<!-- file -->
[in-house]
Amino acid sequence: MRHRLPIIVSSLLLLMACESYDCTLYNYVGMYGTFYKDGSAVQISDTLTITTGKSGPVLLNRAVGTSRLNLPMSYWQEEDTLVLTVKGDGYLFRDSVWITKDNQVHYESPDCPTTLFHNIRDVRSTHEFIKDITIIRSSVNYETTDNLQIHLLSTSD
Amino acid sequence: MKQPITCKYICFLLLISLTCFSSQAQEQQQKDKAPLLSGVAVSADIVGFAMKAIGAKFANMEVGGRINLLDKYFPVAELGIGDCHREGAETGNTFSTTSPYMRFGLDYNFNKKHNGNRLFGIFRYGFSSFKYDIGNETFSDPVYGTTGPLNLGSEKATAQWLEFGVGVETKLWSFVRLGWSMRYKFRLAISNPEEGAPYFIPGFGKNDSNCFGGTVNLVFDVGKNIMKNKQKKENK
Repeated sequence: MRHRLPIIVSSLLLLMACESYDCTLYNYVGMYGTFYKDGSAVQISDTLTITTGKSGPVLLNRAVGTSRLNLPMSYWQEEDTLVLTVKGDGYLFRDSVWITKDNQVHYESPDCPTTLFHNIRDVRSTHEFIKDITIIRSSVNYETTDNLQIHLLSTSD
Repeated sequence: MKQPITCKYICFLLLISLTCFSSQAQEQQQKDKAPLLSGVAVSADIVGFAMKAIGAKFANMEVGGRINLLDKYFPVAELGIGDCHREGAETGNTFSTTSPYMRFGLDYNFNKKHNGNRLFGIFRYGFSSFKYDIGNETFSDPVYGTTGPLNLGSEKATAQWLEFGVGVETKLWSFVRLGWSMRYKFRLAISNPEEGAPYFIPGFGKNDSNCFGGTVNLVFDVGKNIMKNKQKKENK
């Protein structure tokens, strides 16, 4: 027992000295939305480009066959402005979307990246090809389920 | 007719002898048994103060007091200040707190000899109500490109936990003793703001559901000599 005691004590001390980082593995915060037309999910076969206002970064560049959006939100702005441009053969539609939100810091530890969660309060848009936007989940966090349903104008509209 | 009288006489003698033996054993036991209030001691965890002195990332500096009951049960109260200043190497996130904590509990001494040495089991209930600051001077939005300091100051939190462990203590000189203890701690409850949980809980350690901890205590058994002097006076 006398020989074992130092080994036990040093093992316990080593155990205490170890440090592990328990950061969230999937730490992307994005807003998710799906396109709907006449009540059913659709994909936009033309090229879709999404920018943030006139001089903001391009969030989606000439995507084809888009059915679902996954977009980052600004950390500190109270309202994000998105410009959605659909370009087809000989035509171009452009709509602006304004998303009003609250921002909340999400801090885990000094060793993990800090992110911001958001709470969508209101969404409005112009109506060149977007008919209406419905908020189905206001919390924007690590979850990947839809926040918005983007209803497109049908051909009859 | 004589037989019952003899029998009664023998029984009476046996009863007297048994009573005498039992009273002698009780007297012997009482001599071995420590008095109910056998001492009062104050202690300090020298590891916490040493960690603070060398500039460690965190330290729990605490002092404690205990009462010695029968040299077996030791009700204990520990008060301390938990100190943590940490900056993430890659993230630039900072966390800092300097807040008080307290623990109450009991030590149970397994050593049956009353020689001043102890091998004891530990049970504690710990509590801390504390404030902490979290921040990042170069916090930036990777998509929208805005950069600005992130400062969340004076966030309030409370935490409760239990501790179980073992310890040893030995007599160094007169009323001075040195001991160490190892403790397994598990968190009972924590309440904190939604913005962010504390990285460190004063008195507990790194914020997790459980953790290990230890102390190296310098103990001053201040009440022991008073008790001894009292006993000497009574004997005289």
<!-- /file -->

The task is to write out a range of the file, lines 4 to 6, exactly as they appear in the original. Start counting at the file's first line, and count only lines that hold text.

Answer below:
Repeated sequence: MRHRLPIIVSSLLLLMACESYDCTLYNYVGMYGTFYKDGSAVQISDTLTITTGKSGPVLLNRAVGTSRLNLPMSYWQEEDTLVLTVKGDGYLFRDSVWITKDNQVHYESPDCPTTLFHNIRDVRSTHEFIKDITIIRSSVNYETTDNLQIHLLSTSD
Repeated sequence: MKQPITCKYICFLLLISLTCFSSQAQEQQQKDKAPLLSGVAVSADIVGFAMKAIGAKFANMEVGGRINLLDKYFPVAELGIGDCHREGAETGNTFSTTSPYMRFGLDYNFNKKHNGNRLFGIFRYGFSSFKYDIGNETFSDPVYGTTGPLNLGSEKATAQWLEFGVGVETKLWSFVRLGWSMRYKFRLAISNPEEGAPYFIPGFGKNDSNCFGGTVNLVFDVGKNIMKNKQKKENK
């Protein structure tokens, strides 16, 4: 027992000295939305480009066959402005979307990246090809389920 | 007719002898048994103060007091200040707190000899109500490109936990003793703001559901000599 005691004590001390980082593995915060037309999910076969206002970064560049959006939100702005441009053969539609939100810091530890969660309060848009936007989940966090349903104008509209 | 009288006489003698033996054993036991209030001691965890002195990332500096009951049960109260200043190497996130904590509990001494040495089991209930600051001077939005300091100051939190462990203590000189203890701690409850949980809980350690901890205590058994002097006076 006398020989074992130092080994036990040093093992316990080593155990205490170890440090592990328990950061969230999937730490992307994005807003998710799906396109709907006449009540059913659709994909936009033309090229879709999404920018943030006139001089903001391009969030989606000439995507084809888009059915679902996954977009980052600004950390500190109270309202994000998105410009959605659909370009087809000989035509171009452009709509602006304004998303009003609250921002909340999400801090885990000094060793993990800090992110911001958001709470969508209101969404409005112009109506060149977007008919209406419905908020189905206001919390924007690590979850990947839809926040918005983007209803497109049908051909009859 | 004589037989019952003899029998009664023998029984009476046996009863007297048994009573005498039992009273002698009780007297012997009482001599071995420590008095109910056998001492009062104050202690300090020298590891916490040493960690603070060398500039460690965190330290729990605490002092404690205990009462010695029968040299077996030791009700204990520990008060301390938990100190943590940490900056993430890659993230630039900072966390800092300097807040008080307290623990109450009991030590149970397994050593049956009353020689001043102890091998004891530990049970504690710990509590801390504390404030902490979290921040990042170069916090930036990777998509929208805005950069600005992130400062969340004076966030309030409370935490409760239990501790179980073992310890040893030995007599160094007169009323001075040195001991160490190892403790397994598990968190009972924590309440904190939604913005962010504390990285460190004063008195507990790194914020997790459980953790290990230890102390190296310098103990001053201040009440022991008073008790001894009292006993000497009574004997005289």